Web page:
How much more tariff hike do you think in the next quarter would bring the company in a comfortable position? 

It is difficult to put an exact number to that as determination of tariff for purchase as well as sale of power is the prerogative of appropriate regulatory commissions. If power purchase costs increase, tariffs should increase and vice versa. Once, Power Purchase adjustment mechanism is implemented the tariffs would become cost reflective and may even practically come down in near future. Moreover, the Commission has already recognised revenue gap incurred by discoms in the latest tariff order (Aug 2011). We trust that the Hon’ble Commission will provide a road map for its recovery within the MYT control period 2012-15.

  
Is BSES having a long term plan (say 5-10 years) for power procurement? Means how much under PPA, from short term market and from traders etc?

BSES prefers long term power purchase for catering load requirement but due to unprecedented variation in weather, discoms have to buy power from short term market so that peak demand can be met in specific periods. BSES is always looking forward to procure power on long term basis at the competitive prices. 

With Open Access, does BSES fear that its customers may jump to Tata power instead? 

Not at all. Open Access in an opportunity for us rather than a threat. We are confident that our standard of performance would add to our consumer base within Delhi from other discoms as well as in adjacent states, once open access is implemented in its true spirit in the country.

What are the customer service offerings introduced by BSES to lure customers?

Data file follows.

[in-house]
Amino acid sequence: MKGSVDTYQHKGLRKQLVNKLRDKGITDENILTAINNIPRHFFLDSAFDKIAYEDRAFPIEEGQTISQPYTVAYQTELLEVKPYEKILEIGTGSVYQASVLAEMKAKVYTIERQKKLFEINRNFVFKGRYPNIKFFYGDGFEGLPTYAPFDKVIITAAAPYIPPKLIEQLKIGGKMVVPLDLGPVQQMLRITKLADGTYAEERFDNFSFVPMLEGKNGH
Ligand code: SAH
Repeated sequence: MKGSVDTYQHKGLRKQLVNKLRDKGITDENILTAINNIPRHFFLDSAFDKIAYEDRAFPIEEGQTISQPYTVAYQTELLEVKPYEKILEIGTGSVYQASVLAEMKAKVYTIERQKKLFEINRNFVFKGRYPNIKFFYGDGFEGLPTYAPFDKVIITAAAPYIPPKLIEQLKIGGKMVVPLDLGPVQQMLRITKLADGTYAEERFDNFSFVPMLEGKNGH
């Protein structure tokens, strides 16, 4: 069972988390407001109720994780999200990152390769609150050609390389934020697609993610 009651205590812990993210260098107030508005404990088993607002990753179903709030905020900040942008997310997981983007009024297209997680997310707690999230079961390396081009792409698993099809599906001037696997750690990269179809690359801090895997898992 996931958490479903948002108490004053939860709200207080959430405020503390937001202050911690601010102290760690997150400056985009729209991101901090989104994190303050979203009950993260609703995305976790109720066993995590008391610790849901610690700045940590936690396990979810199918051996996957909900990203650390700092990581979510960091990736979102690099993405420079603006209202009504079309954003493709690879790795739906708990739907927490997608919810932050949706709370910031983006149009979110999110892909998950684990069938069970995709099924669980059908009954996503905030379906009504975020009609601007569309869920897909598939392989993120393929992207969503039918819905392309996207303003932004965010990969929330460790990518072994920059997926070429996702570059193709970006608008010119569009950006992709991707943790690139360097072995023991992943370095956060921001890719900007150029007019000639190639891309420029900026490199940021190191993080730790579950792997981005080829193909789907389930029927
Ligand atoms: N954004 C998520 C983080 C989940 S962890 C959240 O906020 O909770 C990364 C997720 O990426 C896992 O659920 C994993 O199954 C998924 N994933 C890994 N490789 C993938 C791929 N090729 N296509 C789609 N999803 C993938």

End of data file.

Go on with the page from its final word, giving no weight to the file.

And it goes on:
We have modern customer care centers within a range of 2.5 kms. Facilities like on spot bill correction, single window operation, multiple payment facility and queue management system. A user-friendly website, unified helpline number, best in payment options like – Internet based (ECS/Credit Card/Debit Card), pay by phone, drop boxes, Customer care centers, Suvidha/Jeevan/Easy bill, Mobile cash vans, etc. Best in class billing options (E bill/Web bill, Physical bill delivery and multilingual self explanatory bill). Active participation & involvement of RWAs in forum like AAP ke Dwar initiative, Vishisht Sahyogi, BHAGIDARI movement and regular RWAs meet. Customer education for energy conservation, awareness drive on Power theft & its repercussions, understanding meters & its stringent quality checks & standards etc. 

NTPC threatened to snap supply of power to BSES due to outstanding dues in the past. Delhi government’s intervention saved the situation. How do you plan to avoid such occurrences in future? 

Realistically, electricity retail tariffs in Delhi have not been cost reflective. This has been recognised by DERC in its latest tariff order in August 2011. In the absence of cost reflective tariff, the lenders were hesitant to lend any further, which resulted in delayed payment of dues to the generators. However, due to the intervention of promoters including GoNCTD the situation was taken care of. For the future, we trust that DERC will come out with cost reflective tariff and a suitable power purchase price adjustment (PPPAC) mechanism in the interest of consumer.

(InfralineEnergy thanks Lalit Jalan, Chairman, BSES for sharing his valuable insights with our readers. The column 'In-Conversation', is a platform to engage experts from various sectors to share their views on the different transformations happening in the Indian energy sector.)